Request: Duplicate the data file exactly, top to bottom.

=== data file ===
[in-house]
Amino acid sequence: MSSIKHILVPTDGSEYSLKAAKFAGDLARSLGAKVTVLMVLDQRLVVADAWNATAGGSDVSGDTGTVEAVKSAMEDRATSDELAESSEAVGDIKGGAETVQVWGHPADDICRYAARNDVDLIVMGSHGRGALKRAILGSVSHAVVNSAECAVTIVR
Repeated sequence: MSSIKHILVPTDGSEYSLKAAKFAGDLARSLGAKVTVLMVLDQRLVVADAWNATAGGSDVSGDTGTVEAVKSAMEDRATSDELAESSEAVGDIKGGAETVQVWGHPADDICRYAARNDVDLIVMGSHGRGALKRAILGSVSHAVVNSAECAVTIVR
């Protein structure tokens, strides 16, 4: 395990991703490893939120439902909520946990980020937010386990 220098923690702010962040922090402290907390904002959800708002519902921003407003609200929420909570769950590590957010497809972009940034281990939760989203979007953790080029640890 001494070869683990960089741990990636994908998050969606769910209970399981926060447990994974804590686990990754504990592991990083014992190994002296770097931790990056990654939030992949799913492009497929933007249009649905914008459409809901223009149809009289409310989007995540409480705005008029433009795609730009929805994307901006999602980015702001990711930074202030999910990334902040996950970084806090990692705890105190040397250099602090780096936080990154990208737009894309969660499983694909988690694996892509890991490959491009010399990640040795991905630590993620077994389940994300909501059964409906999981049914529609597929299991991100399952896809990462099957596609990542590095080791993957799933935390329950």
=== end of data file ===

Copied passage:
[in-house]
Amino acid sequence: MSSIKHILVPTDGSEYSLKAAKFAGDLARSLGAKVTVLMVLDQRLVVADAWNATAGGSDVSGDTGTVEAVKSAMEDRATSDELAESSEAVGDIKGGAETVQVWGHPADDICRYAARNDVDLIVMGSHGRGALKRAILGSVSHAVVNSAECAVTIVR
Repeated sequence: MSSIKHILVPTDGSEYSLKAAKFAGDLARSLGAKVTVLMVLDQRLVVADAWNATAGGSDVSGDTGTVEAVKSAMEDRATSDELAESSEAVGDIKGGAETVQVWGHPADDICRYAARNDVDLIVMGSHGRGALKRAILGSVSHAVVNSAECAVTIVR
């Protein structure tokens, strides 16, 4: 395990991703490893939120439902909520946990980020937010386990 220098923690702010962040922090402290907390904002959800708002519902921003407003609200929420909570769950590590957010497809972009940034281990939760989203979007953790080029640890 001494070869683990960089741990990636994908998050969606769910209970399981926060447990994974804590686990990754504990592991990083014992190994002296770097931790990056990654939030992949799913492009497929933007249009649905914008459409809901223009149809009289409310989007995540409480705005008029433009795609730009929805994307901006999602980015702001990711930074202030999910990334902040996950970084806090990692705890105190040397250099602090780096936080990154990208737009894309969660499983694909988690694996892509890991490959491009010399990640040795991905630590993620077994389940994300909501059964409906999981049914529609597929299991991100399952896809990462099957596609990542590095080791993957799933935390329950």